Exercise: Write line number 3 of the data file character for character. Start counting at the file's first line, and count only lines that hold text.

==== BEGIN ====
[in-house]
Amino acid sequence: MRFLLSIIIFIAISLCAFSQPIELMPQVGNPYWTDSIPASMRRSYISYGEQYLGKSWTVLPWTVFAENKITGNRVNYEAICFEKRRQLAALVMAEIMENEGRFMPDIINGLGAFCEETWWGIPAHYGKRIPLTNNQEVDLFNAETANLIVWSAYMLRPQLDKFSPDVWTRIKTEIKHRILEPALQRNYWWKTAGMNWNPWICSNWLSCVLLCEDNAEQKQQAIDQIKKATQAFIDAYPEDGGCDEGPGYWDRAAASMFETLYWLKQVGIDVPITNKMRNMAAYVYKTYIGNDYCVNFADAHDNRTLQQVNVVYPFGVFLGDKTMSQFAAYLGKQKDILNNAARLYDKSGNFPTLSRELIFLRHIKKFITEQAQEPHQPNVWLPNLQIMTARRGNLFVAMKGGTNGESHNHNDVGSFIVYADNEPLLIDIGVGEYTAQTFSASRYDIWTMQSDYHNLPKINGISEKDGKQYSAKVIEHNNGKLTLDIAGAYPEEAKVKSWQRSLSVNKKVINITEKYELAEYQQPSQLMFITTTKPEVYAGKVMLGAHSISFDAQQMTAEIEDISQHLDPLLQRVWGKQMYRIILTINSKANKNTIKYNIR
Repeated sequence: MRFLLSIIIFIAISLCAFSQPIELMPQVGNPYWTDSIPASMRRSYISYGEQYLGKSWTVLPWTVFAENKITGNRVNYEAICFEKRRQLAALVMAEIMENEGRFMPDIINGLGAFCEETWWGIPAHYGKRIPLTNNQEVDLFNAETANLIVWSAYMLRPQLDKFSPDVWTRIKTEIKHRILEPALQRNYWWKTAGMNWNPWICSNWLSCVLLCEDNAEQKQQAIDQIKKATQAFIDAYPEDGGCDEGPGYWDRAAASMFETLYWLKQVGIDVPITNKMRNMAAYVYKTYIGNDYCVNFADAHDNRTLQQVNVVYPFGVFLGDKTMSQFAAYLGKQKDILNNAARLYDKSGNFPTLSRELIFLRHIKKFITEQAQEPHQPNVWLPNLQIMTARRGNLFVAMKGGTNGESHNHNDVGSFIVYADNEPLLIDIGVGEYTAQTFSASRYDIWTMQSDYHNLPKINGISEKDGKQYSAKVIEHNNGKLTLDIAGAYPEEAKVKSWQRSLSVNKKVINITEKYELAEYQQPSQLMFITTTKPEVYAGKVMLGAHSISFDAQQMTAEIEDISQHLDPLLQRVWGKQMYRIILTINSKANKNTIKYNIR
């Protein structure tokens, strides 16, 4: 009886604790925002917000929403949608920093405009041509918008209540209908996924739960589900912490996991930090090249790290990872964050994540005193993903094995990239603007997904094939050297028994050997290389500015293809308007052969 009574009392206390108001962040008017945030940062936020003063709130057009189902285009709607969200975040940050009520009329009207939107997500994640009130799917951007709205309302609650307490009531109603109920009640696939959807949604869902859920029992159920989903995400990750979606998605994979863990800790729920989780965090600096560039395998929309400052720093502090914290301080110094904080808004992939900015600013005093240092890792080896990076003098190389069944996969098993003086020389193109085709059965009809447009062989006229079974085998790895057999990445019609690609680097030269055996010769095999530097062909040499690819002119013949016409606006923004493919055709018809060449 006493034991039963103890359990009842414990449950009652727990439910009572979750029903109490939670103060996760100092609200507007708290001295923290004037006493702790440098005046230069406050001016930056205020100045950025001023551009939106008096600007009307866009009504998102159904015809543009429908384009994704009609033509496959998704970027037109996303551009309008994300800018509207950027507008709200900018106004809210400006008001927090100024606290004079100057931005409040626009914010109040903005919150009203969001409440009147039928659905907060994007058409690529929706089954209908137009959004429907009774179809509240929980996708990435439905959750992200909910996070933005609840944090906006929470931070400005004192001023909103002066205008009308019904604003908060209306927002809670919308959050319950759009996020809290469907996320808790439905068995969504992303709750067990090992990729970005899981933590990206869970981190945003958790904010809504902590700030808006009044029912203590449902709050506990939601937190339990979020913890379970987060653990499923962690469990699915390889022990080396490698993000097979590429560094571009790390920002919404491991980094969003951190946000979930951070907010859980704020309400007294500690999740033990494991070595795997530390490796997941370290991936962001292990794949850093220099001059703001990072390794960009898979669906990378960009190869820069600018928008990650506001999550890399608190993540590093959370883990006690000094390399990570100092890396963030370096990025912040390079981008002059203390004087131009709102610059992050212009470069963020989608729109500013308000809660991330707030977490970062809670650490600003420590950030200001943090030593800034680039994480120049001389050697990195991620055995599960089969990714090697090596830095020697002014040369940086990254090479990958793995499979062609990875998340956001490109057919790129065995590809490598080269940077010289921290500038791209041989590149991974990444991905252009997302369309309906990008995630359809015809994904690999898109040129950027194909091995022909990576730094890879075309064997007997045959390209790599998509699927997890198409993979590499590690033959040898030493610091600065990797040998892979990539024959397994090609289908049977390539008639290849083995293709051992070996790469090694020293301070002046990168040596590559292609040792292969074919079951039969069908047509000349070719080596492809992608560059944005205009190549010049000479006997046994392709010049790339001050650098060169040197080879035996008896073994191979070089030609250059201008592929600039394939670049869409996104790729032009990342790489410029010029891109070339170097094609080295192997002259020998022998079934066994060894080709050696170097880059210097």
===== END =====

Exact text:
Repeated sequence: MRFLLSIIIFIAISLCAFSQPIELMPQVGNPYWTDSIPASMRRSYISYGEQYLGKSWTVLPWTVFAENKITGNRVNYEAICFEKRRQLAALVMAEIMENEGRFMPDIINGLGAFCEETWWGIPAHYGKRIPLTNNQEVDLFNAETANLIVWSAYMLRPQLDKFSPDVWTRIKTEIKHRILEPALQRNYWWKTAGMNWNPWICSNWLSCVLLCEDNAEQKQQAIDQIKKATQAFIDAYPEDGGCDEGPGYWDRAAASMFETLYWLKQVGIDVPITNKMRNMAAYVYKTYIGNDYCVNFADAHDNRTLQQVNVVYPFGVFLGDKTMSQFAAYLGKQKDILNNAARLYDKSGNFPTLSRELIFLRHIKKFITEQAQEPHQPNVWLPNLQIMTARRGNLFVAMKGGTNGESHNHNDVGSFIVYADNEPLLIDIGVGEYTAQTFSASRYDIWTMQSDYHNLPKINGISEKDGKQYSAKVIEHNNGKLTLDIAGAYPEEAKVKSWQRSLSVNKKVINITEKYELAEYQQPSQLMFITTTKPEVYAGKVMLGAHSISFDAQQMTAEIEDISQHLDPLLQRVWGKQMYRIILTINSKANKNTIKYNIR